The programme in Comparative Cultural Analysis will allow you to familiarize with key concepts and methods in interdisciplinary cultural studies. You will learn how to critically analyze a wide variety of cultural phenomena, using concepts and approaches across the humanities and social sciences. In particular, the programme will allow you to engage extensively with contemporary critical theory and to benefit from the research expertise of your professors.
Comparative and Cultural Analysis is a core methodological course that provides students with the knowledge and tools necessary for conducting cultural analysis, understood as the critical study of cultural objects while relating these objects to the present. Intercultural Dialogues is dedicated to the comparison, dialogue, translation, and communication between different cultural expressions and experiences – including the failures, breakdowns, misunderstandings, and blind spots that such interactions typically contain.
Students can chose electives across the Humanities and Social Sciences, provided they meet the entry requirements. We offer two electives ourselves: Sex/Race/Trans allows students to gain knowledge of queer, trans, and critical race scholarship. Narrative and Globalization focuses on various theories of (anti-)globalization, concepts related to (anti-)globalization and ways of analyzing how (anti-)globalization is narrated and visualized in different cultural imaginations (literature, film, television, new media) and discourses (political, economical, commercial, cultural, historical). In addition, students in Comparative Cultural Analysis may benefit from electives offered by the programme’s Cultural Analysis, Comparative Literature and Literary Studies.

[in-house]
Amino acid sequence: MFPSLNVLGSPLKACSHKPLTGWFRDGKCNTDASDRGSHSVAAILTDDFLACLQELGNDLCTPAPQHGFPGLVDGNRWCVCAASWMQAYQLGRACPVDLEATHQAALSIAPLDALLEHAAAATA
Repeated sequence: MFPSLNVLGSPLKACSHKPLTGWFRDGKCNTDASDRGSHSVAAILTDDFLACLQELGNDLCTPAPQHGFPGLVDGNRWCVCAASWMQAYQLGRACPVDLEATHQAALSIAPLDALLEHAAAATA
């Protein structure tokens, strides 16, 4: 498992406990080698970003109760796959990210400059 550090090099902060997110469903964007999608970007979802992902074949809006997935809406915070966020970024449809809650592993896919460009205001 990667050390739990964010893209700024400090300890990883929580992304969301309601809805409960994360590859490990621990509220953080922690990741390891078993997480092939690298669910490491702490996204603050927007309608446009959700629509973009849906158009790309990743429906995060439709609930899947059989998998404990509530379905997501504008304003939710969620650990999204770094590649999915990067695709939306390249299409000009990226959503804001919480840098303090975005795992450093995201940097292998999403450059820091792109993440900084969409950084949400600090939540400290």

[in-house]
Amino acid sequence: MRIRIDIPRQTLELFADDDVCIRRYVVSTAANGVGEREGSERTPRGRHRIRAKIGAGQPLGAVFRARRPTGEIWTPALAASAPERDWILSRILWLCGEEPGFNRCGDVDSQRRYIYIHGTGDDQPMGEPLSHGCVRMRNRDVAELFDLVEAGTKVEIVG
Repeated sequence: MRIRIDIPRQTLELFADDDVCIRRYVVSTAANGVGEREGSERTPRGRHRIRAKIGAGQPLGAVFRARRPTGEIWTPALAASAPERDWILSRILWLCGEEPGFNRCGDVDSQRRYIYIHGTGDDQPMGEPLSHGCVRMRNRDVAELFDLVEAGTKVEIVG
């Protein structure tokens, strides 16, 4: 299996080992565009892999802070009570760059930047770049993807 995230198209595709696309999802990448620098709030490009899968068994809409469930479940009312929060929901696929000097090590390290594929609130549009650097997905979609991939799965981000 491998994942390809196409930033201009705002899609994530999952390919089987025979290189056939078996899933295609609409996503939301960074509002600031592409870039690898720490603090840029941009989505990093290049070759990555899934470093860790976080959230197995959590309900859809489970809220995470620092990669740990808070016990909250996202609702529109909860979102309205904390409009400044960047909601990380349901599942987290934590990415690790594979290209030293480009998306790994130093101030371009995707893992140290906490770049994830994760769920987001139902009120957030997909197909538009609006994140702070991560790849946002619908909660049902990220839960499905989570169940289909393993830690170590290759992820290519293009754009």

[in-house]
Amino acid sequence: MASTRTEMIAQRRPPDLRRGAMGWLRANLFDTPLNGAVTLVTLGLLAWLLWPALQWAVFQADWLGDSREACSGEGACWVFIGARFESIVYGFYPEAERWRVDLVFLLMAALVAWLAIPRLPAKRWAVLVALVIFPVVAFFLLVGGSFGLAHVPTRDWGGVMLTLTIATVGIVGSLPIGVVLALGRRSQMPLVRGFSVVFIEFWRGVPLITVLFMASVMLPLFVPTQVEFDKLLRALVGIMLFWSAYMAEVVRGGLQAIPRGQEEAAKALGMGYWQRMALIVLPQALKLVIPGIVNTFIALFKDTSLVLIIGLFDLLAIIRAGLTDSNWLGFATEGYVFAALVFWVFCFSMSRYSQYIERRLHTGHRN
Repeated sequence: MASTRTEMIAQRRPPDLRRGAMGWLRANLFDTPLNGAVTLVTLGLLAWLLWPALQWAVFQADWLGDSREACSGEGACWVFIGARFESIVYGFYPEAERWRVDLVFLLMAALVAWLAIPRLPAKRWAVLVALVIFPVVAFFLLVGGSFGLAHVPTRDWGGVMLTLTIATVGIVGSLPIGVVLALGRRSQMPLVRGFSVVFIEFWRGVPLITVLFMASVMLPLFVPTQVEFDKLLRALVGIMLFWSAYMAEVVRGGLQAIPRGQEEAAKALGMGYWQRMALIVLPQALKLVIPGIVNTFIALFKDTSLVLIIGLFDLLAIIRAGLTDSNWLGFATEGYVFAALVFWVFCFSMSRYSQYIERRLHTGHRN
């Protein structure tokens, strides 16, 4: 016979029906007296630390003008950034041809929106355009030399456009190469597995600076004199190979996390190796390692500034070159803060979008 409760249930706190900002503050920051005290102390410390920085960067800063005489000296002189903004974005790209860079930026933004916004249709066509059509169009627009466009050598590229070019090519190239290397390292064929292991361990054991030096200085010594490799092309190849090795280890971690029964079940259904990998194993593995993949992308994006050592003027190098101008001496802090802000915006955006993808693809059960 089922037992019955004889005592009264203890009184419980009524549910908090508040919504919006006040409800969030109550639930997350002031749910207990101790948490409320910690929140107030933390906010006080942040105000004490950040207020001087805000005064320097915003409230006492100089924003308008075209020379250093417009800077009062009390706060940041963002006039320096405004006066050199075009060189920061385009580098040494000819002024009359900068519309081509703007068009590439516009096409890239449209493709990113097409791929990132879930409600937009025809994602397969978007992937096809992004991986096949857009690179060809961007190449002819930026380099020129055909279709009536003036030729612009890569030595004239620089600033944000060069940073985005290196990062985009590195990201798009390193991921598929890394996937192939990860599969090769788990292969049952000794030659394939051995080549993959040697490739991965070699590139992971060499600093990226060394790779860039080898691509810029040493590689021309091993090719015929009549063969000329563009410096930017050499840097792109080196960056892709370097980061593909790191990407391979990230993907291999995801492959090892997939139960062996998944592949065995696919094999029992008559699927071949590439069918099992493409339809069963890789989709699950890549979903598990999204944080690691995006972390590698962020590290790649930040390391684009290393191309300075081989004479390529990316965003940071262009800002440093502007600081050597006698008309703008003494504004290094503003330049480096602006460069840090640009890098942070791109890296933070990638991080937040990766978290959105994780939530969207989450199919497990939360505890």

Students can use (part of) their elective space for an internship. Typically, students in Comparative Cultural Analysis take internships in the cultural sector in Amsterdam and The Netherlands: from museums to galleries, from festivals to magazines, but also work for non-profit organizations dealing with environmental or socio-cultural issues, or for (digital) media organisations. For more information about available internships and the experiences of other student interns, please take a look on this page.
The Master's thesis reports on research carried out by the student under the supervision of an academic staff member involved in the programme. Students are free to select their thesis topic and can indicate their preferred supervisor.
The Master's programme Comparative Cultural Analysis comprises 60 ECTS credits: 42 credits for courses, and 18 credits for a thesis.
Students who show exceptional promise during a regular or professional programme are encouraged to continue their studies in a research programme. Once students are admitted to the research programme, they can transfer credits earned during their previous course of study towards their Research Master's degree. The Examinations Board determines which courses qualify for transfer.